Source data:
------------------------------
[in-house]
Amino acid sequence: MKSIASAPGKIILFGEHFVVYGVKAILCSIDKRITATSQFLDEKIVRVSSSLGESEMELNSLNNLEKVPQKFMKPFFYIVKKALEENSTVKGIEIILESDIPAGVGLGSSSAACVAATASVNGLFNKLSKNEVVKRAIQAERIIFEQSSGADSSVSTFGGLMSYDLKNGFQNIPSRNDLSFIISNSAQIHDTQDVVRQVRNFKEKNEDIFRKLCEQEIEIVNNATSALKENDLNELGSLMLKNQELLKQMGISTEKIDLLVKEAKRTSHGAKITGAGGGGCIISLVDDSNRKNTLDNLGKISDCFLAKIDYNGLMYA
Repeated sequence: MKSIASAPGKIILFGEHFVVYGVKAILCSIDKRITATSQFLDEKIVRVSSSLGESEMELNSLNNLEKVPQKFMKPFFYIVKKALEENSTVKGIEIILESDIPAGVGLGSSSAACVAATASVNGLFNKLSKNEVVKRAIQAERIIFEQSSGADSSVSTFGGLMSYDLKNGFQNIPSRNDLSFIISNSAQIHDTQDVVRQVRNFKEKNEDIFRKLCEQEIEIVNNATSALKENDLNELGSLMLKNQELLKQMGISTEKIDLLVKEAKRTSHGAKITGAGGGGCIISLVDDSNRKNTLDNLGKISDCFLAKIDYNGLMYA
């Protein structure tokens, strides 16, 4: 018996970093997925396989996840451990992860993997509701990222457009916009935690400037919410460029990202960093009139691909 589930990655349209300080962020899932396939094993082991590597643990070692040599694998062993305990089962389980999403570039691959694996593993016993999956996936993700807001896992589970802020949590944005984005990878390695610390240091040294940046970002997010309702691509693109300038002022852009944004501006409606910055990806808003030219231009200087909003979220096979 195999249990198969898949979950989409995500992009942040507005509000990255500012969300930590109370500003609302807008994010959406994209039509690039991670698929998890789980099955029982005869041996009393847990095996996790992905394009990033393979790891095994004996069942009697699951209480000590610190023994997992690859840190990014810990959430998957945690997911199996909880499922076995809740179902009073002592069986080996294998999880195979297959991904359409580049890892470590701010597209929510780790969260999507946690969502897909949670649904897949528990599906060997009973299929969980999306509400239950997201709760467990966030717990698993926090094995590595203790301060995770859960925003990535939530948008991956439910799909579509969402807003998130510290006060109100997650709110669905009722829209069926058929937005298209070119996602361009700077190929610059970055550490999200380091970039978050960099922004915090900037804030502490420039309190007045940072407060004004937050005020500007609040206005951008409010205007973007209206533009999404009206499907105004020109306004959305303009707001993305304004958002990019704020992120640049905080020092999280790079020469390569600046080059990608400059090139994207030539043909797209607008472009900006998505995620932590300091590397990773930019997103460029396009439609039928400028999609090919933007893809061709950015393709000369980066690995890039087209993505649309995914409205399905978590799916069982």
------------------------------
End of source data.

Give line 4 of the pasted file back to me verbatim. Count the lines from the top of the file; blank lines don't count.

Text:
């Protein structure tokens, strides 16, 4: 018996970093997925396989996840451990992860993997509701990222457009916009935690400037919410460029990202960093009139691909 589930990655349209300080962020899932396939094993082991590597643990070692040599694998062993305990089962389980999403570039691959694996593993016993999956996936993700807001896992589970802020949590944005984005990878390695610390240091040294940046970002997010309702691509693109300038002022852009944004501006409606910055990806808003030219231009200087909003979220096979 195999249990198969898949979950989409995500992009942040507005509000990255500012969300930590109370500003609302807008994010959406994209039509690039991670698929998890789980099955029982005869041996009393847990095996996790992905394009990033393979790891095994004996069942009697699951209480000590610190023994997992690859840190990014810990959430998957945690997911199996909880499922076995809740179902009073002592069986080996294998999880195979297959991904359409580049890892470590701010597209929510780790969260999507946690969502897909949670649904897949528990599906060997009973299929969980999306509400239950997201709760467990966030717990698993926090094995590595203790301060995770859960925003990535939530948008991956439910799909579509969402807003998130510290006060109100997650709110669905009722829209069926058929937005298209070119996602361009700077190929610059970055550490999200380091970039978050960099922004915090900037804030502490420039309190007045940072407060004004937050005020500007609040206005951008409010205007973007209206533009999404009206499907105004020109306004959305303009707001993305304004958002990019704020992120640049905080020092999280790079020469390569600046080059990608400059090139994207030539043909797209607008472009900006998505995620932590300091590397990773930019997103460029396009439609039928400028999609090919933007893809061709950015393709000369980066690995890039087209993505649309995914409205399905978590799916069982």